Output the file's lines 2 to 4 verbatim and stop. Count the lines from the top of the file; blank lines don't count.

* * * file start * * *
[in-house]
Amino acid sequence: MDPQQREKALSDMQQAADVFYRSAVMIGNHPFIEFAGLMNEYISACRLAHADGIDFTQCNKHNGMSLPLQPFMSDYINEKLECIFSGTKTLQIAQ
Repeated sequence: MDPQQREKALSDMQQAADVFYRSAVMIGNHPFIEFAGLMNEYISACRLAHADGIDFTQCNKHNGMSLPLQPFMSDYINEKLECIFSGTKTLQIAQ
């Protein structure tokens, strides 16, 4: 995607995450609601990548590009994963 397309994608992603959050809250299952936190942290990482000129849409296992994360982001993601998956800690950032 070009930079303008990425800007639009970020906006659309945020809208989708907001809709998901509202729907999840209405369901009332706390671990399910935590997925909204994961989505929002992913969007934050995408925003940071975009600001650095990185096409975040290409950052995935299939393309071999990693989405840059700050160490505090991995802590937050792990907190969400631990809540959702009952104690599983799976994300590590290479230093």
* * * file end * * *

Amino acid sequence: MDPQQREKALSDMQQAADVFYRSAVMIGNHPFIEFAGLMNEYISACRLAHADGIDFTQCNKHNGMSLPLQPFMSDYINEKLECIFSGTKTLQIAQ
Repeated sequence: MDPQQREKALSDMQQAADVFYRSAVMIGNHPFIEFAGLMNEYISACRLAHADGIDFTQCNKHNGMSLPLQPFMSDYINEKLECIFSGTKTLQIAQ
């Protein structure tokens, strides 16, 4: 995607995450609601990548590009994963 397309994608992603959050809250299952936190942290990482000129849409296992994360982001993601998956800690950032 070009930079303008990425800007639009970020906006659309945020809208989708907001809709998901509202729907999840209405369901009332706390671990399910935590997925909204994961989505929002992913969007934050995408925003940071975009600001650095990185096409975040290409950052995935299939393309071999990693989405840059700050160490505090991995802590937050792990907190969400631990809540959702009952104690599983799976994300590590290479230093």